Blog Post

Sixty Minutes to a Better Home Appraisal Checklist

Posted by Brett Long

Business man pointing the text Checklist

In the home appraisal business, delivering a robust appraisal opinion is critical. Lenders, homebuyers, insurers and other stakeholders rely on this document to make decisions. Miss a single important step and the integrity of the entire appraisal may be called into question.

How and When to Use This Checklist Update Process

Here are three reasons to improve your home appraisal checklist:

  • Regulatory change. If your state or city recently changed housing regulations related to housing, safety or home appraisal, you will want to update your checklist accordingly.
  • An appraisal error. Did you miss something BIG on a recent home appraisal? If so, it is time to assess your processes and systems, including your home appraisal checklist.
  • Company expansion. Are you hiring new home appraisers hand over fist? In that case, your procedures and documentation may not be keeping up.


Use this process annually as a minimum requirement. If the above conditions apply to your company, you may need more frequent updates.

Phase 1: Research Ideas to Improve Your Home Appraisal Checklist

Planning and research form the foundation of the update process. Remember that you are going to use the checklist over and over again in the coming year. Any improvement you make to the process will save you time. With focus, the refresh process can be done in an hour. If you have a more complex business, the process may take longer.

1. Read the home appraisal checklist out loud (10 minutes)

This simple technique will help you to detect awkward language, abbreviations and other points that may trip up users in the field.

If this point takes less than 10 minutes, add the saved time to the research steps below.

2. Read negative comments from past clients (10 minutes)

Checklists are excellent tools for detecting and preventing mistakes. To keep your clients happy, take their complaints and comments seriously. The time budgeted for this step assumes you have organized files or a digital system to search.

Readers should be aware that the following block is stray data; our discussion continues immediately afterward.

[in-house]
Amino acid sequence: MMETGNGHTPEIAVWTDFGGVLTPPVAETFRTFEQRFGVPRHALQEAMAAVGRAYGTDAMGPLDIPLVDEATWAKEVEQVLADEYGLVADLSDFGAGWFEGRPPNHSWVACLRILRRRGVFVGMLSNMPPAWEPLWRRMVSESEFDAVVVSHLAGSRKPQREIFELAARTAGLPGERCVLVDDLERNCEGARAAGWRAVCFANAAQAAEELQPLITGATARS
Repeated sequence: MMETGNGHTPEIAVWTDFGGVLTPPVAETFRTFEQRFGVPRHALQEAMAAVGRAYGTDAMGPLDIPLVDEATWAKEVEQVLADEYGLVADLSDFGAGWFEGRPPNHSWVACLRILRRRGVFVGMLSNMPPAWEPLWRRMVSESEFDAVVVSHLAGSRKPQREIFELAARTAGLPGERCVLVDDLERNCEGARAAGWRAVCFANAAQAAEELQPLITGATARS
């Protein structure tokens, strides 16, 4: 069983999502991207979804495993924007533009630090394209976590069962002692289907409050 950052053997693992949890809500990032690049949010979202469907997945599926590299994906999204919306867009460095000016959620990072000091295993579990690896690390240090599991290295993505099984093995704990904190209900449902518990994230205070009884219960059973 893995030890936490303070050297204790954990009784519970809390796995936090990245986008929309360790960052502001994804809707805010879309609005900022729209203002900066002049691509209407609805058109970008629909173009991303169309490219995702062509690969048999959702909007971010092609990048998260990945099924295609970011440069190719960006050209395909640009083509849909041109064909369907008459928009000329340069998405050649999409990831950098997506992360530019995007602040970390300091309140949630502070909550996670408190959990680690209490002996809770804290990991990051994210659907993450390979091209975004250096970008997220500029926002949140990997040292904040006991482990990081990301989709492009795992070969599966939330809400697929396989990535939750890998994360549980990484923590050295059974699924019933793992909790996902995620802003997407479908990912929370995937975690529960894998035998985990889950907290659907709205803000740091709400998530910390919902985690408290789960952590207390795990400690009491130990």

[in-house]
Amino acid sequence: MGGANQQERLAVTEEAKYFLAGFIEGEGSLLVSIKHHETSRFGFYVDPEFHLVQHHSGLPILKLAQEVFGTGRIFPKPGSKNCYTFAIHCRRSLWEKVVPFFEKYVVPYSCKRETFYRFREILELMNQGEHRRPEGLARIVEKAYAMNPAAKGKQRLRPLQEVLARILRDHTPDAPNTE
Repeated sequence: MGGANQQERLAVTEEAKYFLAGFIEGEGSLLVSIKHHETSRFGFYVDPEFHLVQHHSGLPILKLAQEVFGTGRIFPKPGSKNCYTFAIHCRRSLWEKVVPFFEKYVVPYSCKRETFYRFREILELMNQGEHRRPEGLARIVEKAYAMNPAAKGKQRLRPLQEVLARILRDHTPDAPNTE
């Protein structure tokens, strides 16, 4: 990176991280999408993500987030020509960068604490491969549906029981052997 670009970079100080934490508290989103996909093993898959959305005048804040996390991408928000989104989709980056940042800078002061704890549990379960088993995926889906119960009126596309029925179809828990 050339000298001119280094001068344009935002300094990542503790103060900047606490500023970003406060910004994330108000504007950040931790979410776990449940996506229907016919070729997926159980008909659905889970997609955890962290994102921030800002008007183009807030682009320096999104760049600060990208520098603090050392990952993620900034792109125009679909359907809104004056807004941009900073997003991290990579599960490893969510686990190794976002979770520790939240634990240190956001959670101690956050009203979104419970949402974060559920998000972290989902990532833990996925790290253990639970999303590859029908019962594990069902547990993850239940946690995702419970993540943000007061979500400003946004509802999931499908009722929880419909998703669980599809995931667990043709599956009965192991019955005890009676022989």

Separate the comments into two categories: issues that can be fixed by a checklist and those that require another approach (e.g. complaints about rude behavior).

3. Brainstorm costly mistakes you have encountered in the past year (10 minutes)

For this step, open a blank Microsoft Word document and start to journal about mistakes you’ve seen and made in the past year. After all, some mistakes may not be noticed by clients.

Not sure where to begin? Think of situations where you had to go back to a house to double-check your work. That activity may suggest further reviews are needed.

4. Send 3 emails to peers asking for their tips (10 minutes)

So far, you have relied on your own files and memory to improve your checklist. That’s a good start. When it comes to home values, you can’t afford any blind spots in your procedures. Use the following email template to seek input on improving your checklist:

Subject: 2 questions about your home appraisal checklist


I’m reviewing my home appraisal checklist and looking for ways to improve it. I’m happy to share my revised checklist when I finish it. In the meantime, I have 2 quick questions for you:

1) What is the most important activity you check on every home appraisal?

2) Can you share a copy of your home appraisal checklist?


Tip: New professionals in the home appraisal business may not know many people in the industry. Don’t worry — everyone starts somewhere. To jumpstart your professional network, join an industry association like the American Society of Appraisers.

To give yourself time to receive responses from your network, we suggest waiting two business days before moving onto phase 2. After your break, finish the last two steps of the process.

Phase 2: Improve Your Checklist

5. Write changes on the checklist using Track Changes (10 minutes)

Copy and paste your home appraisal checklist into Microsoft Word. Using the Track Changes feature, you can easily make changes. Take the best ideas from steps 1-4 and put the changes into effect.

6. Send the revised document to a peer or employee for review (10 minutes)

Now that you have a revised checklist completed, it needs to be tested. Send the checklist to one other person in your company so they can use it on their next appraisal. Based on the feedback you receive, fine tune the checklist further.

Still Using Paper Checklists?

A paper checklist is better than nothing at all, but from a management standpoint, paper checklists and forms leave a lot to be desired. Paper is easy to lose and can be damaged or returned incomplete. Use digital forms to manage your forms and checklists. It’s the faster way to make sure your checklists are used each and every time.

Ready to take your appraisal checklist digital? Learn how to get started.

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